Housing - Layer hens

There are several different housing systems for layer hens including intensive indoor cage systems (battery cages), furnished cages, barns and free range. Though each system has strengths and weaknesses, hens in battery cages experience extreme confinement and behavioural restriction, and poor muscle and bone strength. Hens in battery cages are unable to walk, scratch, flap their wings, perch or lay their eggs in a nest. Many countries are already phasing out battery cages.   Due to overwhelming scientific evidence that layer hens suffer in battery cages, the RSPCA opposes the keeping of layer hens in battery cages and advocates for a phase-out, backed by legislation, in Australia.

For more information on layer hens visit the RSPCA Knowledgebase.


Housing - Meat chickens

Meat chickens (broilers) are genetically very different to layer hens and are generally raised in either barn or free-range systems. The management of broilers should adhere to the RSPCA Approved Farming Standards for meat chickens. The Standards refer to factors that can affect animal welfare such as stocking density (how many birds in a given area), light and dark periods, litter management, perches and environmental enrichment,. The RSPCA is currently working with other stakeholders to improve the welfare standards of broiler chickens under the Australian Animal Welfare Standards and Guidelines for Poultry.

For more information on meat chickens visit the RSPCA Knowledgebase.

For more information on broiler chickens visit the RSPCA Knowledgebase.

Poultry handling

When handling poultry, it is important to consider their welfare and appropriate ways to catch, restrain and carry birds. Handling techniques such as grabbing birds by the legs and carrying them upside down are not considered best practice. There are much better ways to handle birds for example lift a chicken with both hands gently around their wings and body keeping the chicken upright. Tossing, throwing or purposely dropping birds to the ground is not acceptable.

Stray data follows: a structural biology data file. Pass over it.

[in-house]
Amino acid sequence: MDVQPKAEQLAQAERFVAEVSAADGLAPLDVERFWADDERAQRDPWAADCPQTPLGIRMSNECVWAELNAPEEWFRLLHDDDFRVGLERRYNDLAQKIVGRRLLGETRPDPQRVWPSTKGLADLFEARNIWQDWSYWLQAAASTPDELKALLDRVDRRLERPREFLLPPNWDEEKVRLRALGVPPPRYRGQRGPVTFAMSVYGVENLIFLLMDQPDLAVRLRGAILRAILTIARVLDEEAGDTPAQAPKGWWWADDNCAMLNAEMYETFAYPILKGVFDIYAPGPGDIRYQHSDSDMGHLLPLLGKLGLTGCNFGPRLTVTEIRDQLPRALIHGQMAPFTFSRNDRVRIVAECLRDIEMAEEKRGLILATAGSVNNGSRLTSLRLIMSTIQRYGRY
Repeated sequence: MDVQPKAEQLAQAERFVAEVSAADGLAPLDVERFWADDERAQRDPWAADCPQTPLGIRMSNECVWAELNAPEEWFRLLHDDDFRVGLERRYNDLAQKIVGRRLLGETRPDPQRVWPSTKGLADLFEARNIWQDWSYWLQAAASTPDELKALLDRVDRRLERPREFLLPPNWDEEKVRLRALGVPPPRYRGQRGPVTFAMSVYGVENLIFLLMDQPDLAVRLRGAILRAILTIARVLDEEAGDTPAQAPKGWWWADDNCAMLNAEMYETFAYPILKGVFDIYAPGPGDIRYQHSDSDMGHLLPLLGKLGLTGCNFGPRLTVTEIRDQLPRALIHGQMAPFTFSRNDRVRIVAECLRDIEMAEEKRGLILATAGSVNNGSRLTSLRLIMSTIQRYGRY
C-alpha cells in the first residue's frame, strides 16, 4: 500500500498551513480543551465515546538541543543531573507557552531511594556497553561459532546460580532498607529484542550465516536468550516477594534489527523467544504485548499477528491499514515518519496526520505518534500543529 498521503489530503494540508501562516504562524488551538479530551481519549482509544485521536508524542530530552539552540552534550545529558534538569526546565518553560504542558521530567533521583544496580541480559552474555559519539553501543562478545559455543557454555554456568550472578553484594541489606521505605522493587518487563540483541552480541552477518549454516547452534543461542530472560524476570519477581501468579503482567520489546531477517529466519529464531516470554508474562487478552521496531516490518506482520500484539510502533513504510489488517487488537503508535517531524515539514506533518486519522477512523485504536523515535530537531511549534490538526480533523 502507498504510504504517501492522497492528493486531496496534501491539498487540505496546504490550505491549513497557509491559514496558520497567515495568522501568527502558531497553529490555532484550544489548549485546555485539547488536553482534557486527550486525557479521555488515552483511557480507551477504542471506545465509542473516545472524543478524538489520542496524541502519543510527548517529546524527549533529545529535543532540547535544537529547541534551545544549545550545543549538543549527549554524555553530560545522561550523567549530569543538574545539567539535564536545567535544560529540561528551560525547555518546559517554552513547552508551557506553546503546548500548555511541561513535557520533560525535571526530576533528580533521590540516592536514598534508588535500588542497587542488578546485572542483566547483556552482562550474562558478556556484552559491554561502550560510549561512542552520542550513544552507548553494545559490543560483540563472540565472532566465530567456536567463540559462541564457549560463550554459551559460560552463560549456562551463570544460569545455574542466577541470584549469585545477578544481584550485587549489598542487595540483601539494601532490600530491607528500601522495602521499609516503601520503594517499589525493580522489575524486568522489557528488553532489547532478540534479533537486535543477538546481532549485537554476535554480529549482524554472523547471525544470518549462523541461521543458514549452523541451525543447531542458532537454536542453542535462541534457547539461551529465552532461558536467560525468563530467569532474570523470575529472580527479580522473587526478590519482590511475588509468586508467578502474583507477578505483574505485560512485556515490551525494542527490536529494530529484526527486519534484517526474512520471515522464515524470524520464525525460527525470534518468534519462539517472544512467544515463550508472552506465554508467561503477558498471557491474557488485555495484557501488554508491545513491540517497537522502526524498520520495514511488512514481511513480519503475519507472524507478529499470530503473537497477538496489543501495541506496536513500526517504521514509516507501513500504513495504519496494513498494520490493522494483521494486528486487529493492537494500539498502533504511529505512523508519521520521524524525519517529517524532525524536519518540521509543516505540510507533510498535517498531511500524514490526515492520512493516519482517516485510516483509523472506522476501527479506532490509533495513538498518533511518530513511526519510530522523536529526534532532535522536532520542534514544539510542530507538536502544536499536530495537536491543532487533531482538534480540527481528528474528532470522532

Preparing poultry for transport

Before transporting birds you should consider the type of container, how secure it is and how easy it is to open and retrieve birds. Maintaining good hygiene is also an important part of ensuring the well-being of animals so containers should be able to be thoroughly cleaned and disinfected after each use. All animals should be checked prior to loading to ensure they are fit to load i.e. no significant illness or injuries which will compromise their welfare. If birds are not fit to load they should be treated or humanely killed as appropriate. These requirements and considerations apply to large commercial producers as well as individuals purchasing and transporting birds from markets or private sales.


Poultry transport

Chickens, ducks and other birds must be transported appropriately. Birds must not be carried or held in the boot of a car or under conditions when the temperature may exceed 30°C. This is because they are very sensitive to extreme temperatures. Very young birds are susceptible to the cold and should be kept warm. Stocking density (number of birds in a given area) must also be considered as overcrowding can also be very stressful for birds and lead to further issues such as aggression and traumatic injuries.

RSPCA Australia are currently involved in the development of the National Standards and Guidelines for Poultry and were involved in the development of the Standards and Guidelines in Livestock Transport which includes poultry. However, Western Australia remains the only state not to regulate the Transport Standards and the RSPCA recommends this be undertaken as soon as possible.